Father’s Lifestyle Linked to Baby’s Health

A study published last month has found a possible link between men’s lifestyle choices and the health of their children and grandchildren. The study, published in Science, found certain aspects of a father’s lifestyle and environment may affect his baby’s health and development.

Researchers from McGill University in Canada, the University of Basel in Switzerland, and the University of Bristol in the U.K. conducted epidemiological studies to determine if a child’s risk factors are associated with a father’s choices prior to conception. Laboratory studies involving male mice found that a father’s diet, stress levels, and exposure to drugs, alcohol and other toxins are, in fact, linked to his child’s health. This study may help prevent future health problems like cardiovascular disease, according to the study.

The researchers altered the histones (protein signals) in the sperm of male mice and found a higher prevalence of birth defects in the offspring, and even the grandchildren. The study found that histone alteration increased mortality and caused stunted growth in future generations of the mice.

“We didn’t expect these lasting effects across generations from changing a protein in one generation,” Sarah Kimmins, senior author of the study and associate professor of reproductive biology at McGill University, told CBC News. “It’s a completely non-DNA based transmission of this abnormal development.”

To date, most efforts to positively affect a baby’s health have been directed toward the mother and her specific lifestyle choices. However, given this emerging evidence, equal importance should be placed on both parents’ health choices. “It’s another critical piece of information that says we really need to start looking at fathers’ preconception health,” Kimmins added. “And that’s a message that’s really missed in society.”

The study’s findings are significant for all future fathers. The responsibilities of fatherhood may begin long before a child is conceived. To secure a child’s full health potential, it appears that preconception health in both mother and father are essential. As noted by the study, even the following generations can be affected by the lifestyle you live while trying to conceive.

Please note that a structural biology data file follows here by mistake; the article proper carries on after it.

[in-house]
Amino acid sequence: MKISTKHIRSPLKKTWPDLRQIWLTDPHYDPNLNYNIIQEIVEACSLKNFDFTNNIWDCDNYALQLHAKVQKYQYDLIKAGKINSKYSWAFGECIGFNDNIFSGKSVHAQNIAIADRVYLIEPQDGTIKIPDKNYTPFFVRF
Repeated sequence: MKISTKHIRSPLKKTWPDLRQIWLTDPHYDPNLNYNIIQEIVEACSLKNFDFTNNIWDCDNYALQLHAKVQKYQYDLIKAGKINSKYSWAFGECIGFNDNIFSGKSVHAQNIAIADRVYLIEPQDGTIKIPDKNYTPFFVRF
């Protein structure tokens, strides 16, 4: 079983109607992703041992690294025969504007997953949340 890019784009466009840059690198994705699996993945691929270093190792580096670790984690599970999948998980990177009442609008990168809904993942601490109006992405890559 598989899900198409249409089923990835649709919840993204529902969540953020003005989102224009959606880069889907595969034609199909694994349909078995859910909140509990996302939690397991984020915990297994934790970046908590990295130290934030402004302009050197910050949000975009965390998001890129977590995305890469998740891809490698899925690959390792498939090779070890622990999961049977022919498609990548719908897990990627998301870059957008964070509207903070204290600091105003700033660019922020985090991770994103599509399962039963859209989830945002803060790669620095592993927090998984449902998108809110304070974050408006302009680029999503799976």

Exactly how unhealthy markers are passed between generations from preconception onward is still unknown. Caution may be the best alternative moving forward for all future fathers out there. What if the lifestyle choices you make today mean placing your future child at greater risk?

Smiling Father Playing With Baby Son At HomeAdult males in the U.S. have a life expectancy of approximately 76 years, according to the 2010 statistics from the Centers for Disease Control and Prevention (CDC). Obesity, cancer, diabetes, and heart disease are on the rise — diseases that can often be avoided through the lifestyle choices men make. Could this risk be passed to your children?

Heart disease is the number one killer in America and, according to the American Heart Association’s 2013 statistical report, one in three men have some form of cardiovascular disease. Like many of the other diseases plaguing adult males, heart disease may be avoided or reversed through regular diet and exercise.

You now have one more reason to take back your health and nutrition. Besides benefiting yourself, it could quite possibly benefit your child’s health and, as the study found, extend beyond to several generations.

Do you think a father’s health impacts his child?

—Stephen Seifert

Stephen Seifert is a writer, professor, adventurer and a health & fitness guru. His flair for travel and outdoor adventure allows him to enjoy culture and traditions different than his own. A healthy diet, routine fitness and constant mental development is the cornerstone to Stephen’s life.



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